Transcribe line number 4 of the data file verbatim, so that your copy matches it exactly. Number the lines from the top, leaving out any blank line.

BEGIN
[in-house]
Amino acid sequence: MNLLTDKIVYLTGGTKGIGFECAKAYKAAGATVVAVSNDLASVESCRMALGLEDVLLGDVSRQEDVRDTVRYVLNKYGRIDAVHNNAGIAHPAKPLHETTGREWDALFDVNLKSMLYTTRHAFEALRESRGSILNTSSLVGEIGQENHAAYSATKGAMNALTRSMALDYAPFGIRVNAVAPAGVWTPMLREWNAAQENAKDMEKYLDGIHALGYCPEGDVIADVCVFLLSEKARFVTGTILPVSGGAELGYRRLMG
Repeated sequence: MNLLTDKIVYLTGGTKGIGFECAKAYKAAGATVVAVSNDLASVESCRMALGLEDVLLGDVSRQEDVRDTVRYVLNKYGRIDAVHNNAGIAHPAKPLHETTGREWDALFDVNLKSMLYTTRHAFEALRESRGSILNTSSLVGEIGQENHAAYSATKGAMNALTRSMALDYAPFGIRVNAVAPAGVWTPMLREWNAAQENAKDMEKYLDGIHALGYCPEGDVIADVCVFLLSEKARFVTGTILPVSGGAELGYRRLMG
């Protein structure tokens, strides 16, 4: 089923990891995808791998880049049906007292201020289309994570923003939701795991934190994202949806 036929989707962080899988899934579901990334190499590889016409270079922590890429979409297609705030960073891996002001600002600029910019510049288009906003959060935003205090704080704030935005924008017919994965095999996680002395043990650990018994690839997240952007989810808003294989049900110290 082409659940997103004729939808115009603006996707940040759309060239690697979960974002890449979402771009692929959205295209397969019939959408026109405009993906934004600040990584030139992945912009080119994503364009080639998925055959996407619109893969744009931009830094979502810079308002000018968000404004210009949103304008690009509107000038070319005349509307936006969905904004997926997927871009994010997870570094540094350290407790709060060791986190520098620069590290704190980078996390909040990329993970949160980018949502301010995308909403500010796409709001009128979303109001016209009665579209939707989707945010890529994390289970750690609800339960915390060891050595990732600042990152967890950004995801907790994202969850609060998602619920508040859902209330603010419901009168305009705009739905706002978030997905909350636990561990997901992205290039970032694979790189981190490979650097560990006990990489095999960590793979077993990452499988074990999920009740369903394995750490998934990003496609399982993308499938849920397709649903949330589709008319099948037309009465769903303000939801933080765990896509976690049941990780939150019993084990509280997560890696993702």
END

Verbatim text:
């Protein structure tokens, strides 16, 4: 089923990891995808791998880049049906007292201020289309994570923003939701795991934190994202949806 036929989707962080899988899934579901990334190499590889016409270079922590890429979409297609705030960073891996002001600002600029910019510049288009906003959060935003205090704080704030935005924008017919994965095999996680002395043990650990018994690839997240952007989810808003294989049900110290 082409659940997103004729939808115009603006996707940040759309060239690697979960974002890449979402771009692929959205295209397969019939959408026109405009993906934004600040990584030139992945912009080119994503364009080639998925055959996407619109893969744009931009830094979502810079308002000018968000404004210009949103304008690009509107000038070319005349509307936006969905904004997926997927871009994010997870570094540094350290407790709060060791986190520098620069590290704190980078996390909040990329993970949160980018949502301010995308909403500010796409709001009128979303109001016209009665579209939707989707945010890529994390289970750690609800339960915390060891050595990732600042990152967890950004995801907790994202969850609060998602619920508040859902209330603010419901009168305009705009739905706002978030997905909350636990561990997901992205290039970032694979790189981190490979650097560990006990990489095999960590793979077993990452499988074990999920009740369903394995750490998934990003496609399982993308499938849920397709649903949330589709008319099948037309009465769903303000939801933080765990896509976690049941990780939150019993084990509280997560890696993702």